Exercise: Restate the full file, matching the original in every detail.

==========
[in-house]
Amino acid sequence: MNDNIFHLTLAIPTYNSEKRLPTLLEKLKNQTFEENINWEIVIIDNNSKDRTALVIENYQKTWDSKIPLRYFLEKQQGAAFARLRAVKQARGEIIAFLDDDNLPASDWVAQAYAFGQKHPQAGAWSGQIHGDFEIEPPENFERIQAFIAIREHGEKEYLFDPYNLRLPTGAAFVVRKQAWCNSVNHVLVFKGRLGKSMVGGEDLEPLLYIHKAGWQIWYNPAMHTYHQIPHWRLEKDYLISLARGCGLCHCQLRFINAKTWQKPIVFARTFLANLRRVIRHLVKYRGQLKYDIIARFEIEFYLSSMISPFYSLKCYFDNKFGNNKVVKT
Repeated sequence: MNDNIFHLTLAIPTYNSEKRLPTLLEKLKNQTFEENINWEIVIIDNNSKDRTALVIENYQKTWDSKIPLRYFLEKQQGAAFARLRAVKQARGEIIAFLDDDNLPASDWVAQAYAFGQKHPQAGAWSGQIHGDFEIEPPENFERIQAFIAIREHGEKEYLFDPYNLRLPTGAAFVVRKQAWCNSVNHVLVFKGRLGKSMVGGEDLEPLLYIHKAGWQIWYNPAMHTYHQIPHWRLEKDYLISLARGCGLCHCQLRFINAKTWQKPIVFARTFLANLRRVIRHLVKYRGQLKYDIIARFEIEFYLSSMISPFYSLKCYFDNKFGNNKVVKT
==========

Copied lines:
[in-house]
Amino acid sequence: MNDNIFHLTLAIPTYNSEKRLPTLLEKLKNQTFEENINWEIVIIDNNSKDRTALVIENYQKTWDSKIPLRYFLEKQQGAAFARLRAVKQARGEIIAFLDDDNLPASDWVAQAYAFGQKHPQAGAWSGQIHGDFEIEPPENFERIQAFIAIREHGEKEYLFDPYNLRLPTGAAFVVRKQAWCNSVNHVLVFKGRLGKSMVGGEDLEPLLYIHKAGWQIWYNPAMHTYHQIPHWRLEKDYLISLARGCGLCHCQLRFINAKTWQKPIVFARTFLANLRRVIRHLVKYRGQLKYDIIARFEIEFYLSSMISPFYSLKCYFDNKFGNNKVVKT
Repeated sequence: MNDNIFHLTLAIPTYNSEKRLPTLLEKLKNQTFEENINWEIVIIDNNSKDRTALVIENYQKTWDSKIPLRYFLEKQQGAAFARLRAVKQARGEIIAFLDDDNLPASDWVAQAYAFGQKHPQAGAWSGQIHGDFEIEPPENFERIQAFIAIREHGEKEYLFDPYNLRLPTGAAFVVRKQAWCNSVNHVLVFKGRLGKSMVGGEDLEPLLYIHKAGWQIWYNPAMHTYHQIPHWRLEKDYLISLARGCGLCHCQLRFINAKTWQKPIVFARTFLANLRRVIRHLVKYRGQLKYDIIARFEIEFYLSSMISPFYSLKCYFDNKFGNNKVVKT